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This article seeks to open a discursive space in which to reflect on issues of Holocaust historiography arising from emerging research on personal archives collected by ‘ordinary’ people in relation to the Holocaust. The explorations, intended as a discussion piece, are anchored in a specific context, namely that of the Dorrith Sim Collection (DMSC) which is held in the Scottish Jewish Archives Centre (SJAC) in Glasgow. This collection offers a focus to concretize the historiographical discussion in a largely un-researched collection, while enabling consideration of a range of related collections and publications. The article investigates the historiographical practices of those involved in the collection, preservation, presentation, and publication processes, and considers the inherent ethical choices: choices that highlight the agency of the family, the archivist and the scholar. Ethical choices, here, the investment of specific meanings and claims to significance, are amplified in this context because of their connection to genocide. I suggest that a ‘transparent historiography’ which accounts for the research process within the published narrative could address the challenges arising from the necessity to be selective about what to collect, preserve, and, write about, and how to do so. I borrow from other fields of research and professional practice to highlight possible avenues along which to advance historiographical discussion.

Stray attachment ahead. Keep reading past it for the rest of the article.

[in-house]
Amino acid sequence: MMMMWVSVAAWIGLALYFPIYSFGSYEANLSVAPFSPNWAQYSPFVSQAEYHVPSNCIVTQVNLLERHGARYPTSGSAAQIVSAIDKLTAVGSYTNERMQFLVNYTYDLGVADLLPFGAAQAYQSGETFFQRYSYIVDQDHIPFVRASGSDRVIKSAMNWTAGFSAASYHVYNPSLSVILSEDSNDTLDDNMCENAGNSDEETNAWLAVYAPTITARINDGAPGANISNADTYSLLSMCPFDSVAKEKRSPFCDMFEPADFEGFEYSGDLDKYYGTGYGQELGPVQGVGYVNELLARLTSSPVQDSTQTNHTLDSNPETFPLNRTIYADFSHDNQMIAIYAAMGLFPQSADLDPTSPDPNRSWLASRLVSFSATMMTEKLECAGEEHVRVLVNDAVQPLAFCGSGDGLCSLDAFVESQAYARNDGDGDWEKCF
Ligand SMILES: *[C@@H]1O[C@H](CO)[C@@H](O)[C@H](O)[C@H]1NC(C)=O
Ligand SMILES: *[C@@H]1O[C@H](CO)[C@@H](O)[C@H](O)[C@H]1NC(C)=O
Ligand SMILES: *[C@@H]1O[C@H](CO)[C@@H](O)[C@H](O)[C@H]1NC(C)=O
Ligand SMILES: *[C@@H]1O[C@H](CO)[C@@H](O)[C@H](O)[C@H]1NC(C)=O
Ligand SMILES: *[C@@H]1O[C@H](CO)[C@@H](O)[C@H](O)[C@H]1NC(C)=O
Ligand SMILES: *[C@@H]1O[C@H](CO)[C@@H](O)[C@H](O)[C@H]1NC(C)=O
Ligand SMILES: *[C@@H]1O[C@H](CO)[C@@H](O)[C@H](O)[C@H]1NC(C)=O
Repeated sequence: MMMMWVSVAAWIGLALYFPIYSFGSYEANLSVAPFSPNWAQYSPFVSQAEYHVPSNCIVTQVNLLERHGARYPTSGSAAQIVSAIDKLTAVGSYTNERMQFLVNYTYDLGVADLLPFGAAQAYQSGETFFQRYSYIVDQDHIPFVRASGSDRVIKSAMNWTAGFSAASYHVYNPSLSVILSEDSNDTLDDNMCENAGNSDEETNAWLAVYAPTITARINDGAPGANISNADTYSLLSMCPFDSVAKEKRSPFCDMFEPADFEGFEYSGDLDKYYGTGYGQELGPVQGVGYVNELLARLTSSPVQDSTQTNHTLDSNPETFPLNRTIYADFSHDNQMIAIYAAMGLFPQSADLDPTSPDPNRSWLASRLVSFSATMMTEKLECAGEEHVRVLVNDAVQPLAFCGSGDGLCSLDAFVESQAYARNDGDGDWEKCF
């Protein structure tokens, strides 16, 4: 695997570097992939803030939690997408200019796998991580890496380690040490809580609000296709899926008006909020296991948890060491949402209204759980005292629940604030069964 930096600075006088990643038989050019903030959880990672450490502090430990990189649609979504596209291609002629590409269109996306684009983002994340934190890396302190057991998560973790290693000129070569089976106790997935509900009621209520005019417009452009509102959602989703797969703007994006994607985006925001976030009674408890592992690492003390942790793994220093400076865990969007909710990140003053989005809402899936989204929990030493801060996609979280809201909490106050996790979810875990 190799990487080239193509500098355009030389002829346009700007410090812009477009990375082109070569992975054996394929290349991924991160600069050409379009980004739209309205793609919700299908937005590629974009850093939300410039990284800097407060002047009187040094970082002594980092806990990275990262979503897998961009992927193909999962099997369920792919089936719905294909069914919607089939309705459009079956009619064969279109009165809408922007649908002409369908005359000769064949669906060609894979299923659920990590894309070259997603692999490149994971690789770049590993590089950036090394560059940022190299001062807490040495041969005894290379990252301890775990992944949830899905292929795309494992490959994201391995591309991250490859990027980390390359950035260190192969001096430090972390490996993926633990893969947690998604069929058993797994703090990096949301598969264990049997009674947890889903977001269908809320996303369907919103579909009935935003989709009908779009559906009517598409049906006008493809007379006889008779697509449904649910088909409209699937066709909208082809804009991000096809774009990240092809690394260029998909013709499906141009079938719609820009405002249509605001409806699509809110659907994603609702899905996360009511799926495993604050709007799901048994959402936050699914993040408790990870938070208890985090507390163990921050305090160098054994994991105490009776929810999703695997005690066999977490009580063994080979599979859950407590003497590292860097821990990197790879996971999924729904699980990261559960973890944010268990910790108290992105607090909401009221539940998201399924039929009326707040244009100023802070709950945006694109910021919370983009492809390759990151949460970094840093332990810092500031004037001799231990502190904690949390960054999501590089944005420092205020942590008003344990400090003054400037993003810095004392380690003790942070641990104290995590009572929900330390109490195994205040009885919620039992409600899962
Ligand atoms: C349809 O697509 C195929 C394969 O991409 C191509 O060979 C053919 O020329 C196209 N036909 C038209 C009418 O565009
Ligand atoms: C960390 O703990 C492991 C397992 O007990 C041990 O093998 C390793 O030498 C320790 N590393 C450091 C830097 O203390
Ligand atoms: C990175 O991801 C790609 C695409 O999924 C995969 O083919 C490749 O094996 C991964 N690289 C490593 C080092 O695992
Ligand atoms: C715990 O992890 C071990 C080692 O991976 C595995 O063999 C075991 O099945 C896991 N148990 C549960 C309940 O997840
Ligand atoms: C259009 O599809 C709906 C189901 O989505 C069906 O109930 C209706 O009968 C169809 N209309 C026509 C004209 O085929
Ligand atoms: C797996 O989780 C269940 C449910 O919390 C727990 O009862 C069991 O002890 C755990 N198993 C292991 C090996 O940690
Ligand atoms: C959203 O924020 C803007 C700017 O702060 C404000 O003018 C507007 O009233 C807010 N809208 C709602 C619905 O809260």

|Journal||Shofar: An Interdisciplinary Journal of Jewish Studies|
|Publication status||Published - 2 Nov 2019|
- personal history
FingerprintDive into the research topics of 'Narrating the archive? Family collections, the archive, and the historian'. Together they form a unique fingerprint.
- 1 Finished
1/09/15 → 30/04/19
- 1 Book
Alexander, P. (ed.), Holtschneider, H. (ed.) & Spiro, M. (ed.), 2 Nov 2019, West Lafayette: Purdue University Press. 375 p. (Shofar: An Interdisciplinary Journal of Jewish Studies; vol. 37, no. 3)
Research output: Book/Report › Book